Former Packers general manager Ted Thompson died Wednesday night at the age of 68.
While he was mostly known for his ability as a personnel expert, Thompson began his career in the NFL as a special teamer and linebacker for the Houston Oilers, playing in 146 games over a decade. Approximately 10 years after his playing career ended, his front office career began.
Thompson spent more than two decades working in Green Bay's front office, helping the team win two Super Bowls. He began working as a scout for the team in 1992 and worked his way up to become the director of player personnel by 1996. Thompson was eventually recruited by former Packers coach Mike Holmgren to join the Seattle Seahawks as the vice president of football operations in 1999.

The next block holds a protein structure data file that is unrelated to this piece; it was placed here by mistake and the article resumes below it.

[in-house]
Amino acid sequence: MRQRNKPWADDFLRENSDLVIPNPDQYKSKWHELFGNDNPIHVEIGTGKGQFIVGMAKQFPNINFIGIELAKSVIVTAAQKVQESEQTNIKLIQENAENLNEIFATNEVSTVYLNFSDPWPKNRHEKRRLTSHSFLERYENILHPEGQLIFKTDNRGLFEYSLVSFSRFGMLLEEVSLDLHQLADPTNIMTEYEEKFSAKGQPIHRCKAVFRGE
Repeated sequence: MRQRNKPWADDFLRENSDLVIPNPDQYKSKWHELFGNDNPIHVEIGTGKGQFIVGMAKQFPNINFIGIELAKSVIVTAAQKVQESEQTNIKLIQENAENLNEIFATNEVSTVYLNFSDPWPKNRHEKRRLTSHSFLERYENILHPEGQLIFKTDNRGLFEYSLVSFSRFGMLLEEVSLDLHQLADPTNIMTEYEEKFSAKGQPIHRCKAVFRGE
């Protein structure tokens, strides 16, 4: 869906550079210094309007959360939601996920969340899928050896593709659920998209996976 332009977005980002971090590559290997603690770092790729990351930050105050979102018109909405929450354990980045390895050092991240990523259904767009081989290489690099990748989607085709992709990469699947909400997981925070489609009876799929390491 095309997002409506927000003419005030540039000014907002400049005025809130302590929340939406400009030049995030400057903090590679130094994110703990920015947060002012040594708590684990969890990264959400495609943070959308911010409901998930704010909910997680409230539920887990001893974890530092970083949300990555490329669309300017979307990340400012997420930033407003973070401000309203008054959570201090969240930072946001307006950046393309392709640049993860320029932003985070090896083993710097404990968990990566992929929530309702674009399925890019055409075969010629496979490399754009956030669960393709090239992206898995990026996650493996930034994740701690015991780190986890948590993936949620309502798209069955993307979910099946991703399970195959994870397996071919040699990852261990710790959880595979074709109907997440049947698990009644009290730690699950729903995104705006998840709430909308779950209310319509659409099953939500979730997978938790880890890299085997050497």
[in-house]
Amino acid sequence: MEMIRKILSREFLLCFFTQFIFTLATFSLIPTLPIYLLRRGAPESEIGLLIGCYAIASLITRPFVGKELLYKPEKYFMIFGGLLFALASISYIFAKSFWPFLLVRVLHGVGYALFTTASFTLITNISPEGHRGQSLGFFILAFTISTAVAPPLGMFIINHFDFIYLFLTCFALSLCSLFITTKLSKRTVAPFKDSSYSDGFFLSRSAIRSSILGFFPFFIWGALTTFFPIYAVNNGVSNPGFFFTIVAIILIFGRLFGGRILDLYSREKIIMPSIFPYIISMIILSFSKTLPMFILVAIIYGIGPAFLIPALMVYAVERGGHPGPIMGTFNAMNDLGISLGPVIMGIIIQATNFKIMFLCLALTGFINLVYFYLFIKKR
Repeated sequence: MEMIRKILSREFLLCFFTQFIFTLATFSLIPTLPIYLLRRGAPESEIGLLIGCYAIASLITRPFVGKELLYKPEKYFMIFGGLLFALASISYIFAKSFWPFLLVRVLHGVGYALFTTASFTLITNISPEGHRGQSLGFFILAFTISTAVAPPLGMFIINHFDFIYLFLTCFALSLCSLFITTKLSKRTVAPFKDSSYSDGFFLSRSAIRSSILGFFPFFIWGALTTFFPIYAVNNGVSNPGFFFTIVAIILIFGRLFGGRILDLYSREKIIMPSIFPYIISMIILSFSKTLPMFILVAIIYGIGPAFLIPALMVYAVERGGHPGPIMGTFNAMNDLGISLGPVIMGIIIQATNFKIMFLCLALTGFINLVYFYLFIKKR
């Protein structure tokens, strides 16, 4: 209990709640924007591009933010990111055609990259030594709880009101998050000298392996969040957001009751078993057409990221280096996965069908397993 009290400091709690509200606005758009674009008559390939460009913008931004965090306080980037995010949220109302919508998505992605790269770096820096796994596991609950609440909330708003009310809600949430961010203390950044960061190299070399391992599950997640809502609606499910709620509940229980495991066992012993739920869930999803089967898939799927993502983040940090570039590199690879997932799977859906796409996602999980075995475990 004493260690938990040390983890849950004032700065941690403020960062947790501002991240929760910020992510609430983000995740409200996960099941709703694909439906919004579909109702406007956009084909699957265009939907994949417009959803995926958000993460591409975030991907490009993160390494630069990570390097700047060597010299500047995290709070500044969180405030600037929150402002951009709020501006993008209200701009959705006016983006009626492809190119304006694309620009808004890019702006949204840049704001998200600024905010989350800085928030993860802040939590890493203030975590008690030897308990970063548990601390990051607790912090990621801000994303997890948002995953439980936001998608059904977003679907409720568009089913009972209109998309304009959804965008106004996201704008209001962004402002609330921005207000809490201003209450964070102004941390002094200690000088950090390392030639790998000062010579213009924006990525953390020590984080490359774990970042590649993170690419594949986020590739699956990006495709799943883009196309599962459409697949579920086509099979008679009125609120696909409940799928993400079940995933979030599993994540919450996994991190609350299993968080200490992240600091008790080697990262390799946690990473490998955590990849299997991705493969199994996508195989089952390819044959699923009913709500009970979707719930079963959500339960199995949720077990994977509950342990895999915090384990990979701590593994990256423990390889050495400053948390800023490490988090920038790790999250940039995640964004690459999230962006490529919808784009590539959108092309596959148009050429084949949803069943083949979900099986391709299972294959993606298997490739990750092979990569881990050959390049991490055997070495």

In 2005, Thompson returned to Green Bay, replacing Mike Sherman as the team's general manager, and immediately made a massive impact on the franchise by drafting quarterback Aaron Rodgers in his very first draft.
Under Thompson's guidance, Green Bay once again became one of the league's best franchises, even winning a Super Bowl in 2011. The Packers had a 125-82-1 record and made the playoffs nine times during Thompson's 13 seasons as general manager. In 2018, Thompson stepped down as general manager, becoming the senior advisor to football operations instead. He was inducted into the Packers Hall of Fame in 2019.
Packers head coach Matt LaFleur addressed Thompson's death at a press conference, saying that his passing was a loss felt all around the league.
"His impact is still felt today," LaFleur said. "I think it's felt all around the league. There's a lot of heavy hearts here today."